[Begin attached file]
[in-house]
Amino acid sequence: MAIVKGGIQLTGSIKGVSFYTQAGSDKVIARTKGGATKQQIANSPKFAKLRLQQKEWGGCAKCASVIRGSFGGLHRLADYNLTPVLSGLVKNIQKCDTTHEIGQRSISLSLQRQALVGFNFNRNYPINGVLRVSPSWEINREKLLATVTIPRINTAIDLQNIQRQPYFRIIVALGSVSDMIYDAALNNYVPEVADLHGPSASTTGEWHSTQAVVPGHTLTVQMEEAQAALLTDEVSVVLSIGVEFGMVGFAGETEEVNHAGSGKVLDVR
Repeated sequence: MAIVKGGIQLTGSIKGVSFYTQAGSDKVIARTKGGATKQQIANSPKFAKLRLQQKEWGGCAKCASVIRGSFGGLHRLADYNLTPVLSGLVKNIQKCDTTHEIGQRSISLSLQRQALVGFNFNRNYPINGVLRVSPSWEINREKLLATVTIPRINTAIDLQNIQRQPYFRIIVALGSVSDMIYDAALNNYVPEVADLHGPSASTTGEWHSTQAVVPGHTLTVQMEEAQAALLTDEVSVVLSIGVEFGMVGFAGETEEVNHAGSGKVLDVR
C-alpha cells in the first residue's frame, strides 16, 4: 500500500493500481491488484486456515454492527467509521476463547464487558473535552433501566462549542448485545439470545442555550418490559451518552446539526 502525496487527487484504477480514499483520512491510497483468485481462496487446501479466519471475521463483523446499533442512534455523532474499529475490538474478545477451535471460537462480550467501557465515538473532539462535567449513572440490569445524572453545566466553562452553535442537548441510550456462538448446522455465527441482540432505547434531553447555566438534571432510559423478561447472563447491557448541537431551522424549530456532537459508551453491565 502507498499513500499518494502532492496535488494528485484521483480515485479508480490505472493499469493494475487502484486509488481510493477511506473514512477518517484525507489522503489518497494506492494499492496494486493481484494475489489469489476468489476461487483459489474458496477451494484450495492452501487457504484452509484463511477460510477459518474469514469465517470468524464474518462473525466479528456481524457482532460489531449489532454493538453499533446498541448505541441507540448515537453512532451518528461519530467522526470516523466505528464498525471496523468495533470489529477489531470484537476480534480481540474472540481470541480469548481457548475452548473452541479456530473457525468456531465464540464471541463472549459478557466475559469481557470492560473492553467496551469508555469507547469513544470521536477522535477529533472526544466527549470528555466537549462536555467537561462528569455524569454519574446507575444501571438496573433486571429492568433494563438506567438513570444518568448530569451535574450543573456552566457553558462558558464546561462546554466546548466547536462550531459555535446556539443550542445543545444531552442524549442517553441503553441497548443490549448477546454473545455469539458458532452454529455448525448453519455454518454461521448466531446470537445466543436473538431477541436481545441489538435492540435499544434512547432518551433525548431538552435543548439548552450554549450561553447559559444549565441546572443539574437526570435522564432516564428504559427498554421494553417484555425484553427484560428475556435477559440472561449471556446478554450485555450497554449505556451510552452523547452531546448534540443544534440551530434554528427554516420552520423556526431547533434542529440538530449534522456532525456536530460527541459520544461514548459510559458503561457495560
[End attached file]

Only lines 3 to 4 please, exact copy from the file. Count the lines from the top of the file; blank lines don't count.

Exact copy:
Repeated sequence: MAIVKGGIQLTGSIKGVSFYTQAGSDKVIARTKGGATKQQIANSPKFAKLRLQQKEWGGCAKCASVIRGSFGGLHRLADYNLTPVLSGLVKNIQKCDTTHEIGQRSISLSLQRQALVGFNFNRNYPINGVLRVSPSWEINREKLLATVTIPRINTAIDLQNIQRQPYFRIIVALGSVSDMIYDAALNNYVPEVADLHGPSASTTGEWHSTQAVVPGHTLTVQMEEAQAALLTDEVSVVLSIGVEFGMVGFAGETEEVNHAGSGKVLDVR
C-alpha cells in the first residue's frame, strides 16, 4: 500500500493500481491488484486456515454492527467509521476463547464487558473535552433501566462549542448485545439470545442555550418490559451518552446539526 502525496487527487484504477480514499483520512491510497483468485481462496487446501479466519471475521463483523446499533442512534455523532474499529475490538474478545477451535471460537462480550467501557465515538473532539462535567449513572440490569445524572453545566466553562452553535442537548441510550456462538448446522455465527441482540432505547434531553447555566438534571432510559423478561447472563447491557448541537431551522424549530456532537459508551453491565 502507498499513500499518494502532492496535488494528485484521483480515485479508480490505472493499469493494475487502484486509488481510493477511506473514512477518517484525507489522503489518497494506492494499492496494486493481484494475489489469489476468489476461487483459489474458496477451494484450495492452501487457504484452509484463511477460510477459518474469514469465517470468524464474518462473525466479528456481524457482532460489531449489532454493538453499533446498541448505541441507540448515537453512532451518528461519530467522526470516523466505528464498525471496523468495533470489529477489531470484537476480534480481540474472540481470541480469548481457548475452548473452541479456530473457525468456531465464540464471541463472549459478557466475559469481557470492560473492553467496551469508555469507547469513544470521536477522535477529533472526544466527549470528555466537549462536555467537561462528569455524569454519574446507575444501571438496573433486571429492568433494563438506567438513570444518568448530569451535574450543573456552566457553558462558558464546561462546554466546548466547536462550531459555535446556539443550542445543545444531552442524549442517553441503553441497548443490549448477546454473545455469539458458532452454529455448525448453519455454518454461521448466531446470537445466543436473538431477541436481545441489538435492540435499544434512547432518551433525548431538552435543548439548552450554549450561553447559559444549565441546572443539574437526570435522564432516564428504559427498554421494553417484555425484553427484560428475556435477559440472561449471556446478554450485555450497554449505556451510552452523547452531546448534540443544534440551530434554528427554516420552520423556526431547533434542529440538530449534522456532525456536530460527541459520544461514548459510559458503561457495560